Pneumomediastinum is the presence of air in the mediastinum, which in some cases can lead to pneumothorax, pneumoperitoneum, and pneumopericardium if left untreated. However, that does not always occur and sometimes those conditions are actually the cause, not the result, of pneumomediastinum. These conditions frequently accompany Boerhaave syndrome, or spontaneous esophageal rupture.


Widened mediastinum
Other namesMediastinal widening
Widened mediastinum in a patient with achalasia

Widened mediastinum/mediastinal widening is where the mediastinum has a width greater than 6 cm on an upright PA chest X-ray or 8 cm on supine AP chest film.[11]

A widened mediastinum can be indicative of several pathologies:[12][13]

See also




Public domain This article incorporates text in the public domain from page 1090 of the 20th edition of Gray's Anatomy (1918)

  1. ^ "A index W LA".
  2. ^ "Mediastinum dictionary definition - mediastinum defined". www.yourdictionary.com.
  3. ^ Fong, K. M.; Windsor, M.; Bowman, R. V.; Duhig, E. (2006-01-01), "TUMORS, MALIGNANT | Carcinoma, Lymph Node Involvement", in Laurent, Geoffrey J.; Shapiro, Steven D. (eds.), Encyclopedia of Respiratory Medicine, Oxford: Academic Press, pp. 366–373, doi:10.1016/b0-12-370879-6/00407-5, ISBN 978-0-12-370879-3, retrieved 2020-11-17
  4. ^ a b c d e f Ng, Wai-Kuen (2008-01-01), Bibbo, Marluce; Wilbur, David (eds.), "CHAPTER 26 - Mediastinum", Comprehensive Cytopathology (Third Edition), Edinburgh: W.B. Saunders, pp. 773–809, ISBN 978-1-4160-4208-2, retrieved 2020-11-17
  5. ^ Cheng, Guang-Shing; Varghese, Thomas K.; Park, David R. (2016-01-01), Broaddus, V. Courtney; Mason, Robert J.; Ernst, Joel D.; King, Talmadge E. (eds.), "83 - Mediastinal Tumors and Cysts", Murray and Nadel's Textbook of Respiratory Medicine (Sixth Edition), Philadelphia: W.B. Saunders, pp. 1478–1495.e38, doi:10.1016/b978-1-4557-3383-5.00083-x, ISBN 978-1-4557-3383-5, retrieved 2020-11-17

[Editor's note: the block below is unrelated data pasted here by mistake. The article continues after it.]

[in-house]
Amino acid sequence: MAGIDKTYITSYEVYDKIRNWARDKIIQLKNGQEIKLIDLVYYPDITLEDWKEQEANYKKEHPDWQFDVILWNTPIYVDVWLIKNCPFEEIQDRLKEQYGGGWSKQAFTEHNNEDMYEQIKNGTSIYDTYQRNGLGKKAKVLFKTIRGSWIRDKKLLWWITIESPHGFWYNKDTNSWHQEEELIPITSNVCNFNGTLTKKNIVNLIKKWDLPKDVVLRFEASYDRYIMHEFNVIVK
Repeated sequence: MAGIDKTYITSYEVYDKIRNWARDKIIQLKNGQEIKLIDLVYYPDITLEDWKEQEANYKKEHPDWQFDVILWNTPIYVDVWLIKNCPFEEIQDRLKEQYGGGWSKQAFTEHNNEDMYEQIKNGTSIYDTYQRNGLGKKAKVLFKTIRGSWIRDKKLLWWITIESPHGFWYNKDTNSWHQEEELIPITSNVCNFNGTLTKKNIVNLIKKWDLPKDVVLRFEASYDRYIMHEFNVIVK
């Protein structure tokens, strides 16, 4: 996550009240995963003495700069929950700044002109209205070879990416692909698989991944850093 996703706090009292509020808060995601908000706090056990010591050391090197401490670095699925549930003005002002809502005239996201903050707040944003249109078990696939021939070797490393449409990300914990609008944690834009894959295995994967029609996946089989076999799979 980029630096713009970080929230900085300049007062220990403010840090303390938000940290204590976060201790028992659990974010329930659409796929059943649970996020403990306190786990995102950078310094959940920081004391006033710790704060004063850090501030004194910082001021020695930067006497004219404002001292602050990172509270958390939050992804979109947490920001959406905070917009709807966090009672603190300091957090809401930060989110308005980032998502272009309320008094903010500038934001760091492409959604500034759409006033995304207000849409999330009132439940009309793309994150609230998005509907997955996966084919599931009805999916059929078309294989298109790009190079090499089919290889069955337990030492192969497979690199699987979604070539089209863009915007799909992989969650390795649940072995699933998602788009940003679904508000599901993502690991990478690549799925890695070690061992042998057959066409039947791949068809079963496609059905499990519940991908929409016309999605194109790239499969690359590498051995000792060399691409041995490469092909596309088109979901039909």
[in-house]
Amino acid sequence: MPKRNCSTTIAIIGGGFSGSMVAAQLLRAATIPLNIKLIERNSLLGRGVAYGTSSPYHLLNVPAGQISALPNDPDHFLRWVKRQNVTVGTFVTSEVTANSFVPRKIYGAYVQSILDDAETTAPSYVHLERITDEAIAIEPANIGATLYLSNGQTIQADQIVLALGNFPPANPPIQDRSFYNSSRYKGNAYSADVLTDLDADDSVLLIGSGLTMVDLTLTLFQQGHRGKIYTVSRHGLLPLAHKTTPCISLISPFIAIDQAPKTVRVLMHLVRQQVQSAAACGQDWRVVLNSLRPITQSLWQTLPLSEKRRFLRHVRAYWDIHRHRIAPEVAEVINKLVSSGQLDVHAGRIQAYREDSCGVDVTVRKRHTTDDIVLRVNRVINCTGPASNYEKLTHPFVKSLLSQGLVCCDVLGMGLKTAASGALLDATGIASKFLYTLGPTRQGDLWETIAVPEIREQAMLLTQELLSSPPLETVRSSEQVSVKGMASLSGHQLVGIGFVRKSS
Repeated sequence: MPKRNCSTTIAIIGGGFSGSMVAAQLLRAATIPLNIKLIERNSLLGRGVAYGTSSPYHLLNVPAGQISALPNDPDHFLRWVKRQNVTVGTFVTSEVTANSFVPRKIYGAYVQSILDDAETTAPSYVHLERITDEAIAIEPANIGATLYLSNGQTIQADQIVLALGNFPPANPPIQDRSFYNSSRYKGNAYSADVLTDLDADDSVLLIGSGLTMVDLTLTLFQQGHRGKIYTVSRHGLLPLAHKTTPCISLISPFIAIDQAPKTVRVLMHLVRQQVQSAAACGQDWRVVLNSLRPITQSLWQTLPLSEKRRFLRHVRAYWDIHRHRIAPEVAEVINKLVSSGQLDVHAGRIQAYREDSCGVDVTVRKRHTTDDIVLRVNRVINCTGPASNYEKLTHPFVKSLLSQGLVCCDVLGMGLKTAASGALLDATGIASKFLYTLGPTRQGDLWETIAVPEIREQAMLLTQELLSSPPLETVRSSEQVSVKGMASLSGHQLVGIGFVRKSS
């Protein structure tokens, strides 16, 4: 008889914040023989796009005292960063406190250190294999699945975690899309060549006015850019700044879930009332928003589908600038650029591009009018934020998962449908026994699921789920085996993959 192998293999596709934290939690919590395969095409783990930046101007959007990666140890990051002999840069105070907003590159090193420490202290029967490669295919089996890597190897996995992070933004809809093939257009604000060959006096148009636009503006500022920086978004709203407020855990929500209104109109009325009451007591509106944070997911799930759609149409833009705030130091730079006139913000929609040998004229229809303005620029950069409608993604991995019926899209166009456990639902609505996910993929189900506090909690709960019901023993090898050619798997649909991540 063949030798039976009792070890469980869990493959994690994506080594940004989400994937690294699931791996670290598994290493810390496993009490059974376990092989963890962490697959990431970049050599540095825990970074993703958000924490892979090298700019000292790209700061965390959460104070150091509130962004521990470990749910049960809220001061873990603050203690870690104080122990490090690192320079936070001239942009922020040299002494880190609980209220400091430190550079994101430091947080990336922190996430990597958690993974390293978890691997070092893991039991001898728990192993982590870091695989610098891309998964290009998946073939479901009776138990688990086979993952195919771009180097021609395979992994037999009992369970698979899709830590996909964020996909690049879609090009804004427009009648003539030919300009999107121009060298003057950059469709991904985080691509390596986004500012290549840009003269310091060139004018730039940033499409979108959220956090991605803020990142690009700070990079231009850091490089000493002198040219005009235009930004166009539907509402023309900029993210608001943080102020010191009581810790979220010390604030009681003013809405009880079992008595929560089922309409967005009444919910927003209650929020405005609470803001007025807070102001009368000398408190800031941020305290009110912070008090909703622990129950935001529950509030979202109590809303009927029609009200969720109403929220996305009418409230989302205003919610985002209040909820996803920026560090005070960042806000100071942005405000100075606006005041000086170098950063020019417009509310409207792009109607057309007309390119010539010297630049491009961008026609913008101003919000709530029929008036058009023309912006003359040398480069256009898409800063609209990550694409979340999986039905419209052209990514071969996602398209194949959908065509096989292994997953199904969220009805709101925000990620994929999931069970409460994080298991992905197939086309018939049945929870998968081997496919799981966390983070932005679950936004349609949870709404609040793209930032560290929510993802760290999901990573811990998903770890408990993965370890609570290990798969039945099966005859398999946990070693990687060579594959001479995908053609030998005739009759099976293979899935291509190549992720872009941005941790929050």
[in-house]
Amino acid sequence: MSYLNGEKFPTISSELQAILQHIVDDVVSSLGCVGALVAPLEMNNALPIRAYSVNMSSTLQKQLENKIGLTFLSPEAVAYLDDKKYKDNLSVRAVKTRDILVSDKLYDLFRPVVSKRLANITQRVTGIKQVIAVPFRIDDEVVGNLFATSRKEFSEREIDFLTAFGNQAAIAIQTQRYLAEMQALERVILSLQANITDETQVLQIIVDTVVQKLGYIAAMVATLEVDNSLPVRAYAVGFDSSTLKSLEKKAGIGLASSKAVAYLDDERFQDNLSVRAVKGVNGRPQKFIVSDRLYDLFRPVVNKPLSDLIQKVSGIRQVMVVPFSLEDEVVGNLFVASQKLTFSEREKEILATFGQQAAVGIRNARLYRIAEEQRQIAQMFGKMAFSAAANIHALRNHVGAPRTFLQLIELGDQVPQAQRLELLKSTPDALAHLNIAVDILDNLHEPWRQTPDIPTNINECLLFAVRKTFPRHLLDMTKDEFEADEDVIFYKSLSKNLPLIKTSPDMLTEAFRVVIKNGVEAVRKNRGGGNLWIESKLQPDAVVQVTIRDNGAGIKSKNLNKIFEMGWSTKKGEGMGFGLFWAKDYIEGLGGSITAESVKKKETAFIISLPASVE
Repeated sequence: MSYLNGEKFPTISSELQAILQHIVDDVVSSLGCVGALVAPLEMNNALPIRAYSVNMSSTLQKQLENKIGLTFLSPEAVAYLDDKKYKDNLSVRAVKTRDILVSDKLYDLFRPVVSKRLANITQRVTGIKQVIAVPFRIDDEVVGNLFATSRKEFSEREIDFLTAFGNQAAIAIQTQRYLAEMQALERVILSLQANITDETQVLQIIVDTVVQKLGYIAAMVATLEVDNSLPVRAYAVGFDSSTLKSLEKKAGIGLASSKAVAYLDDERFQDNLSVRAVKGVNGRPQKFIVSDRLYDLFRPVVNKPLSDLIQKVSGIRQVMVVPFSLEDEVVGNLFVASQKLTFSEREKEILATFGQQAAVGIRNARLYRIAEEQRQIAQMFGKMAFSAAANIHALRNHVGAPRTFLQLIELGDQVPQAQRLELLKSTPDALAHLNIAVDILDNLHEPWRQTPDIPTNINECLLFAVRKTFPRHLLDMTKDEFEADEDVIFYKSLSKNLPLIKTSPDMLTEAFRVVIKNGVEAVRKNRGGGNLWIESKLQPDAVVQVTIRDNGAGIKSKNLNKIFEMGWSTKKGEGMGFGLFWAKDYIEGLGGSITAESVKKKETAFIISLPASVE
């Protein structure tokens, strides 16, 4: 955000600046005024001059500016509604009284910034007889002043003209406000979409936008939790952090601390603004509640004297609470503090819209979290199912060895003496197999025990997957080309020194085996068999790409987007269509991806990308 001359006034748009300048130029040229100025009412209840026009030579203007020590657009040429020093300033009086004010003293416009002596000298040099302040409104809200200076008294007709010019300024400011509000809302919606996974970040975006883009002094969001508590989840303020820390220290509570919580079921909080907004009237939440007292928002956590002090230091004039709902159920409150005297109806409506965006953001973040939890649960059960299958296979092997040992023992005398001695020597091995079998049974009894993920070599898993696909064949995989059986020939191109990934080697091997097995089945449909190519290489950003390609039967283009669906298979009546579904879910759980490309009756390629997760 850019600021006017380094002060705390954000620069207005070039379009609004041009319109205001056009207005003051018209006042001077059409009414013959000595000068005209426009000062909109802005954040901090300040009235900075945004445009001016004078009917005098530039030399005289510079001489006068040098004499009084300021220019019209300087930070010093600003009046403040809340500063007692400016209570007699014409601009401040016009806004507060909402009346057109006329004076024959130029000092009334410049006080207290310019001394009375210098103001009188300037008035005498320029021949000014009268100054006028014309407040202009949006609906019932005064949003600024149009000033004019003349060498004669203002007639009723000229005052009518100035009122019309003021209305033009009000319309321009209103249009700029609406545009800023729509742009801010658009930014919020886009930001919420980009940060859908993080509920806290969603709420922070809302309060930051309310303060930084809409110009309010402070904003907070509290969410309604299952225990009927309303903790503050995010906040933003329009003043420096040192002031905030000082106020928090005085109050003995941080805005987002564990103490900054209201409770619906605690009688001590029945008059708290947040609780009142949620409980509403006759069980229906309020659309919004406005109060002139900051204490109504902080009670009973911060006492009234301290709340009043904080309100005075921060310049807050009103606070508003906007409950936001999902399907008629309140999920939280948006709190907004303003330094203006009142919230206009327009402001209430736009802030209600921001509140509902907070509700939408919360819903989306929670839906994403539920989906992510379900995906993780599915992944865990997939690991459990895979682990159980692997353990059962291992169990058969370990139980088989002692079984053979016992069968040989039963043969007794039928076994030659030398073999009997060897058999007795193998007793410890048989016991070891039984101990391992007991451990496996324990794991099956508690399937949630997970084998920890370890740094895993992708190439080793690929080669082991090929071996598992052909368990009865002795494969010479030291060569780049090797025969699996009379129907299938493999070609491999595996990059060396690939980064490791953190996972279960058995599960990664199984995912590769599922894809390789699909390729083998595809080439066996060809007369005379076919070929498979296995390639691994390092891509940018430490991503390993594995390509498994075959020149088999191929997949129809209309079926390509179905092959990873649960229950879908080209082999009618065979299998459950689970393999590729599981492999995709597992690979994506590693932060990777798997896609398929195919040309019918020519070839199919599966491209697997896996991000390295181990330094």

6. ^ Breul, Rainer (2012), "The deeper fasciae of the neck and ventral torso", Fascia: The Tensional Network of the Human Body, Elsevier, pp. 45–52, doi:10.1016/b978-0-7020-3425-1.00041-6, ISBN 978-0-7020-3425-1, retrieved 2020-11-17
  7. ^ Goodman, Lawrence. Felson's Principles of Chest Roentgenology.
  8. ^ a b "Thoracic Wall, Pleura, and Pericardium – Dissector Answers". Archived from the original on September 1, 2012.
  9. ^ a b "Cell Biology and Anatomy - School of Medicine - University of South Carolina". dba.med.sc.edu. Archived from the original on 2006-09-05. Retrieved 2014-09-22.
  10. ^ a b "UAMS Department of Neurobiology and Developmental Sciences - Topographical Anatomy of the Thorax". anatomy.uams.edu. Archived from the original on 2004-08-17. Retrieved 2014-09-22.
  11. ^ D'Souza, Donna. "Thoracic aortic injury | Radiology Reference Article | Radiopaedia.org". radiopaedia.org.
  12. ^ Geusens; Pans, S.; Prinsloo, J.; Fourneau, I. (2005). "The widened mediastinum in trauma patients". European Journal of Emergency Medicine. 12 (4): 179–184. doi:10.1097/00063110-200508000-00006. PMID 16034263.
  13. ^ Richardson; Wilson, M. E.; Miller, F. B. (1990). "The widened mediastinum. Diagnostic and therapeutic priorities". Annals of Surgery. 211 (6): 731–736, discussion 736–7. doi:10.1097/00000658-199006000-00012. PMC 1358125. PMID 2357135.
  14. ^ Chandra S, Laor YG (April 1975). "Lung scan and wide mediastinum". J. Nucl. Med. 16 (4): 324–5. PMID 1113190.
  15. ^ von Kodolitsch Y, Nienaber C, Dieckmann C, Schwartz A, Hofmann T, Brekenfeld C, Nicolas V, Berger J, Meinertz T (2004). "Chest radiography for the diagnosis of acute aortic syndrome". Am J Med. 116 (2): 73–7. doi:10.1016/j.amjmed.2003.08.030. PMID 14715319.
  16. ^ Jernigan JA, Stephens DS, Ashford DA, et al. (2001). "Bioterrorism-related inhalational anthrax: the first 10 cases reported in the United States". Emerging Infect. Dis. 7 (6): 933–44. doi:10.3201/eid0706.010604. PMC 2631903. PMID 11747719.
  17. ^ Gideon P. Naudé; Fred S. Bongard; Demetrios Demetriades (2003). Trauma secrets. Elsevier Health Sciences. pp. 95–. ISBN 978-1-56053-506-5. Retrieved 19 April 2010.
  • Anatomy figure: 21:01-03 at Human Anatomy Online, SUNY Downstate Medical Center – "Divisions of the mediastinum."
  • Anatomy figure: 21:02-03 at Human Anatomy Online, SUNY Downstate Medical Center – "The anatomical divisions of the inferior mediastinum."
  • thoraxlesson3 at The Anatomy Lesson by Wesley Norman (Georgetown University) – "Subdivisions of the Thoracic Cavity"